No one likes to be sick, especially when you are breastfeeding. Before you turn to natural remedies when you come down with a cold while breastfeeding, learn whether it is safe to take elderberry while breastfeeding.
From food you can’t eat to medicine you can’t take, there is a long list of things that you can’t do while pregnant or breastfeeding.
If you are an over-cautious mom like me, you may also check the ingredients of every single product, whether it is makeup, body lotion, or face masks you use on your body or emergen-C or hair growth supplements or vitamins you might take while pregnancy or breastfeeding, to make sure that it’s not only safe for you but your baby as well.
While personal hygiene, regular exercise, eating healthy foods while breastfeeding is almost essential to keep up with your immunity, sometimes your body can’t support you.
And when you feel under the weather, the first thing that comes to mind is turning to drug-free options or natural remedies to speed up the recovery.
Elderberry syrup is my all-time favorite option to combat cold and flu in our household. But the safety of taking elderberry while breastfeeding was my first concern when I came down with a cold when my baby was one month old.
In this article, I will share whether it is safe to take elderberry while breastfeeding and what I have found out after spending many hours researching.
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What is Elderberry?
Elderberry is a flowering plant that belongs to the Adoxaceae family. The most common type of elderberry is Sambucus nigra, also known as a black elder or European elderberry, a cluster of white flowers with black or blueberries.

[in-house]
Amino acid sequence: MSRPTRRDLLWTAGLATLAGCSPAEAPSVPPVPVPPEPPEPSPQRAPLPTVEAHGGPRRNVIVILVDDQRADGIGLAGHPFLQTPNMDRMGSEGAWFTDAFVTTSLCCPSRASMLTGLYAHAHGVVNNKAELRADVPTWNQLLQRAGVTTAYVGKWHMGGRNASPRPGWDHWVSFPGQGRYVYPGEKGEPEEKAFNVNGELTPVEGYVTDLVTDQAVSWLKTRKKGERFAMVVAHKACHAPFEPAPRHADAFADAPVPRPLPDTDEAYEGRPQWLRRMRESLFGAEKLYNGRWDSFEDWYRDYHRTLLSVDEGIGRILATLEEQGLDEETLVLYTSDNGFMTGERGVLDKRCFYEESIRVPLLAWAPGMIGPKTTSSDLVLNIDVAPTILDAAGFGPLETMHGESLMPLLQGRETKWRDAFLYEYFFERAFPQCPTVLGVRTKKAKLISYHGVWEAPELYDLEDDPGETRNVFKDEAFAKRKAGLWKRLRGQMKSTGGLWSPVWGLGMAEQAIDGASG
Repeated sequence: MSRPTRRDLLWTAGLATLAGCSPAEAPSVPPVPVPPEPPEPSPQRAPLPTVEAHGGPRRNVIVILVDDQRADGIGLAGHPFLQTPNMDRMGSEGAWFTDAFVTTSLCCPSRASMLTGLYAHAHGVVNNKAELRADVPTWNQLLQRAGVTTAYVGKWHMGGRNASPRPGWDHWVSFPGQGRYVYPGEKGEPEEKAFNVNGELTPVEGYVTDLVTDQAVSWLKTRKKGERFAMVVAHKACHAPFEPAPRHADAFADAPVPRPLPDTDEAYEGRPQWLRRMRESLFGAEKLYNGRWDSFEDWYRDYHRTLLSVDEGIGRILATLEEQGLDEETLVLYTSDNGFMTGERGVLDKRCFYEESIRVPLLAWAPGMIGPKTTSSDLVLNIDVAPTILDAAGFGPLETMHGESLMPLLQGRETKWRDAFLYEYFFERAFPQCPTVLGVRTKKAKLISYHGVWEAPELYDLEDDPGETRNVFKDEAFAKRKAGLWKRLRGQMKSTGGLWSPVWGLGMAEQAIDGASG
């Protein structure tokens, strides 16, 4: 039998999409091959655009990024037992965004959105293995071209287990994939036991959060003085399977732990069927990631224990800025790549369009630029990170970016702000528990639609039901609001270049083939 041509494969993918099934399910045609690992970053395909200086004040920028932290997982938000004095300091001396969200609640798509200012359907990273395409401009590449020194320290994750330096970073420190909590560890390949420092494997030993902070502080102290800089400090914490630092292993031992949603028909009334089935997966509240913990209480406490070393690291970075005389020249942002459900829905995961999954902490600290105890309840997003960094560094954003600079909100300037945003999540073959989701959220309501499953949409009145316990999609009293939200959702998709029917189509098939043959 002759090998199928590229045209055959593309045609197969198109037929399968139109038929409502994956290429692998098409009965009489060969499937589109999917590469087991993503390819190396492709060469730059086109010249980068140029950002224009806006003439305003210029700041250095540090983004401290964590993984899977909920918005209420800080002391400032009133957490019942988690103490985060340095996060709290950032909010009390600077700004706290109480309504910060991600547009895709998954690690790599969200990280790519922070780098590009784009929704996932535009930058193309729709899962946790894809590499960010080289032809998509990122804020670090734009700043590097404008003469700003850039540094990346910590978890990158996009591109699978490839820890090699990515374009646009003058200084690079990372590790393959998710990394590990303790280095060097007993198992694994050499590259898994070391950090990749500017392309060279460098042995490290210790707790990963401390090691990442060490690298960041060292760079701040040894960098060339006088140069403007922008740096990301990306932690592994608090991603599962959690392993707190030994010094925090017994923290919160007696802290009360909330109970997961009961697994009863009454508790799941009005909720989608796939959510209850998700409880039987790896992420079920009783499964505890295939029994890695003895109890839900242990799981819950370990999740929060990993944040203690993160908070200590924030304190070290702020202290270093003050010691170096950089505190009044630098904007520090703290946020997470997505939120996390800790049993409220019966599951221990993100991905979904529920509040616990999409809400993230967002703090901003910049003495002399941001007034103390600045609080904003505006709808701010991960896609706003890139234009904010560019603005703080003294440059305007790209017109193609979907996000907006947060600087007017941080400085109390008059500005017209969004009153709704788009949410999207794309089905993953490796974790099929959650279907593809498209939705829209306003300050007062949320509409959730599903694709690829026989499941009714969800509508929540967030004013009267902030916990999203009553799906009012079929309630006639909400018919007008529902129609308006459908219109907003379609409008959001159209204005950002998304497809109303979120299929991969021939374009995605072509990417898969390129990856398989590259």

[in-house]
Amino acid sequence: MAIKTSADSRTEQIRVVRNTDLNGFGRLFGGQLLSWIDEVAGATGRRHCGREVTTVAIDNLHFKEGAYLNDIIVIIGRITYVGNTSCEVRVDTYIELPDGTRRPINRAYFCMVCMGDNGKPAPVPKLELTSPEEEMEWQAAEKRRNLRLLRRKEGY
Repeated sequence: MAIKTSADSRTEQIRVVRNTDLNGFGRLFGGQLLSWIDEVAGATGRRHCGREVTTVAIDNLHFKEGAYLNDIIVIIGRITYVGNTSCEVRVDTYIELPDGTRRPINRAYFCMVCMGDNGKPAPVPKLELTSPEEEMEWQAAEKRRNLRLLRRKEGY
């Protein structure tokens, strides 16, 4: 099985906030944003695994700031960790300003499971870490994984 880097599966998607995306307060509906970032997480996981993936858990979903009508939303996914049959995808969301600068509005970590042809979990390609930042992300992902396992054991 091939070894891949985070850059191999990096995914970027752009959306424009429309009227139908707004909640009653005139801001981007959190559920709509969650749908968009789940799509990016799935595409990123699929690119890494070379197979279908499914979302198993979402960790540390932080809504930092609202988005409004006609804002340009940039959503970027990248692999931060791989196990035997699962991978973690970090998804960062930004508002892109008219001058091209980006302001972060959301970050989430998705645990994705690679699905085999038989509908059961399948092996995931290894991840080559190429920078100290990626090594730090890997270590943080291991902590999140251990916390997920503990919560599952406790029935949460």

The flowers and leaves of the Sambucus tree have been used to treat inflammation, burns, fever, swelling by ancient Egyptians and Indigenous people(1-2).
Specifically, the flowers (elderflower) and dried or cooked fruit (elderberry) have been used today for respiratory problems such as colds and flu(3).
Disclaimer: I am presenting this data based on my research and personal experience. I do not give any warranty and am not liable for any loss or damage caused to the user by reliance on the information provided in this article.
What Research says about the effectiveness of Elderberry to treat cold and flu
Several studies have shown the effectiveness of elderberry in reducing the duration and severity of cold and flu, while other studies did not see the same effect of elderberry consumption.
And most of the studies have been conducted on people who are not pregnant or breastfeeding.
Let’s look at what research says.
The research study published in 2016 showed that elderberry consumption reduced the severity and consumption of colds in air travelers (4).
A similar observation was made in a meta-analysis of randomized clinical trials published in 2019. The study concluded that people who took elderberry had substantially reduced upper respiratory symptoms (5).
The recent systemic review of the literature published in 2021 investigating the effectiveness of elderberry for the prevention and treatment of upper respiratory illness amid the COVID-19 pandemic showed that elderberry might not decrease the risk of developing the common cold.
Still, it may reduce the duration and severity of colds. And they did not find any evidence of elderberry overstimulating the immune system.
However, the review also concluded that the evidence of both benefits and harms is uncertain, and further research is warranted (6).
In contrast, the study published 2020 shows that elderberry is not effective in reducing the duration of flu or symptoms (7).